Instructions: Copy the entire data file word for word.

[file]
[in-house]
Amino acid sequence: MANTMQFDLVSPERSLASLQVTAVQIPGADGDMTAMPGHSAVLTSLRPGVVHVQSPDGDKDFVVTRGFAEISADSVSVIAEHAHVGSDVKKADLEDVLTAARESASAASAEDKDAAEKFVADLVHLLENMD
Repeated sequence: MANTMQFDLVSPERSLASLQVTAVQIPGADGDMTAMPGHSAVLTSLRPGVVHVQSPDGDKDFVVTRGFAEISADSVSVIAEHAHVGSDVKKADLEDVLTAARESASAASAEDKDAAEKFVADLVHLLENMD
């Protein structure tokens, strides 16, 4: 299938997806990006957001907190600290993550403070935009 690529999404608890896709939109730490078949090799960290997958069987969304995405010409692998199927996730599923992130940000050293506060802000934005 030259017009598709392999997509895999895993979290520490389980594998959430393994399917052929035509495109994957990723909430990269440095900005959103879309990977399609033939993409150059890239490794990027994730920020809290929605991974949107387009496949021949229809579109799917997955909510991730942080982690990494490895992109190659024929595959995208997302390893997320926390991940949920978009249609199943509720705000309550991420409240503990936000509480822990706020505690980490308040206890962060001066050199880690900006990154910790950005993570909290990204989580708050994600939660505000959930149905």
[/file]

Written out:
[in-house]
Amino acid sequence: MANTMQFDLVSPERSLASLQVTAVQIPGADGDMTAMPGHSAVLTSLRPGVVHVQSPDGDKDFVVTRGFAEISADSVSVIAEHAHVGSDVKKADLEDVLTAARESASAASAEDKDAAEKFVADLVHLLENMD
Repeated sequence: MANTMQFDLVSPERSLASLQVTAVQIPGADGDMTAMPGHSAVLTSLRPGVVHVQSPDGDKDFVVTRGFAEISADSVSVIAEHAHVGSDVKKADLEDVLTAARESASAASAEDKDAAEKFVADLVHLLENMD
């Protein structure tokens, strides 16, 4: 299938997806990006957001907190600290993550403070935009 690529999404608890896709939109730490078949090799960290997958069987969304995405010409692998199927996730599923992130940000050293506060802000934005 030259017009598709392999997509895999895993979290520490389980594998959430393994399917052929035509495109994957990723909430990269440095900005959103879309990977399609033939993409150059890239490794990027994730920020809290929605991974949107387009496949021949229809579109799917997955909510991730942080982690990494490895992109190659024929595959995208997302390893997320926390991940949920978009249609199943509720705000309550991420409240503990936000509480822990706020505690980490308040206890962060001066050199880690900006990154910790950005993570909290990204989580708050994600939660505000959930149905």